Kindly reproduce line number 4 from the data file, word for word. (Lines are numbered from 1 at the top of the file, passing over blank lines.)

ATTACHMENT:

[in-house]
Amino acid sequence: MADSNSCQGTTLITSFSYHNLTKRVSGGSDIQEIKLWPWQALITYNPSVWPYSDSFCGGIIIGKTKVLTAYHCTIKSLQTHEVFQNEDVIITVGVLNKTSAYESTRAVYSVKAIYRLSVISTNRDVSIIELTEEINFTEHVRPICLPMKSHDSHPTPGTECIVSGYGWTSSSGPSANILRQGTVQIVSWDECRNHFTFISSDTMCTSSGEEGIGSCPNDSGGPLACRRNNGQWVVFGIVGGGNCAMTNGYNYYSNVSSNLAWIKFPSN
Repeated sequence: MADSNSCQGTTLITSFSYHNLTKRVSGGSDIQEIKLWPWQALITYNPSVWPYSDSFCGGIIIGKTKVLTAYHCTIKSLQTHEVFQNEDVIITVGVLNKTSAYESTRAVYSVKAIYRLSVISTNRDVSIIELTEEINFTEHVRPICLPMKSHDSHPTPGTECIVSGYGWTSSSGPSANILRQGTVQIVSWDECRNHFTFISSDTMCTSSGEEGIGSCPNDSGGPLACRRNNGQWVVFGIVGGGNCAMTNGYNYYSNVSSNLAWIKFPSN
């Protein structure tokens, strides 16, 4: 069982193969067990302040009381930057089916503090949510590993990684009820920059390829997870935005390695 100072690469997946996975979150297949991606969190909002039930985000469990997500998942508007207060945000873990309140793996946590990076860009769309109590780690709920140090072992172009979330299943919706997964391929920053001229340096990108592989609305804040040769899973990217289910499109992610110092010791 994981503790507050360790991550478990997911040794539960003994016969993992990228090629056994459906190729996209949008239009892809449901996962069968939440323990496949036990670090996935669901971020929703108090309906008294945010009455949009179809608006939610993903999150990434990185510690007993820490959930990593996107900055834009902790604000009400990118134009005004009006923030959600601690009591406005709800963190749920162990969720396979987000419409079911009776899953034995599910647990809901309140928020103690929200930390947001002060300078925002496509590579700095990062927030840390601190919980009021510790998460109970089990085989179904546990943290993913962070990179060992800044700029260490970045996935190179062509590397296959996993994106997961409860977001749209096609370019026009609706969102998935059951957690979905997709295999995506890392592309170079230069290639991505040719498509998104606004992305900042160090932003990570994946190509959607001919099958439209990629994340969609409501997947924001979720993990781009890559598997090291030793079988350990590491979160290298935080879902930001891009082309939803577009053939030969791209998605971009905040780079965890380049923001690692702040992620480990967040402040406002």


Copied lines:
């Protein structure tokens, strides 16, 4: 069982193969067990302040009381930057089916503090949510590993990684009820920059390829997870935005390695 100072690469997946996975979150297949991606969190909002039930985000469990997500998942508007207060945000873990309140793996946590990076860009769309109590780690709920140090072992172009979330299943919706997964391929920053001229340096990108592989609305804040040769899973990217289910499109992610110092010791 994981503790507050360790991550478990997911040794539960003994016969993992990228090629056994459906190729996209949008239009892809449901996962069968939440323990496949036990670090996935669901971020929703108090309906008294945010009455949009179809608006939610993903999150990434990185510690007993820490959930990593996107900055834009902790604000009400990118134009005004009006923030959600601690009591406005709800963190749920162990969720396979987000419409079911009776899953034995599910647990809901309140928020103690929200930390947001002060300078925002496509590579700095990062927030840390601190919980009021510790998460109970089990085989179904546990943290993913962070990179060992800044700029260490970045996935190179062509590397296959996993994106997961409860977001749209096609370019026009609706969102998935059951957690979905997709295999995506890392592309170079230069290639991505040719498509998104606004992305900042160090932003990570994946190509959607001919099958439209990629994340969609409501997947924001979720993990781009890559598997090291030793079988350990590491979160290298935080879902930001891009082309939803577009053939030969791209998605971009905040780079965890380049923001690692702040992620480990967040402040406002």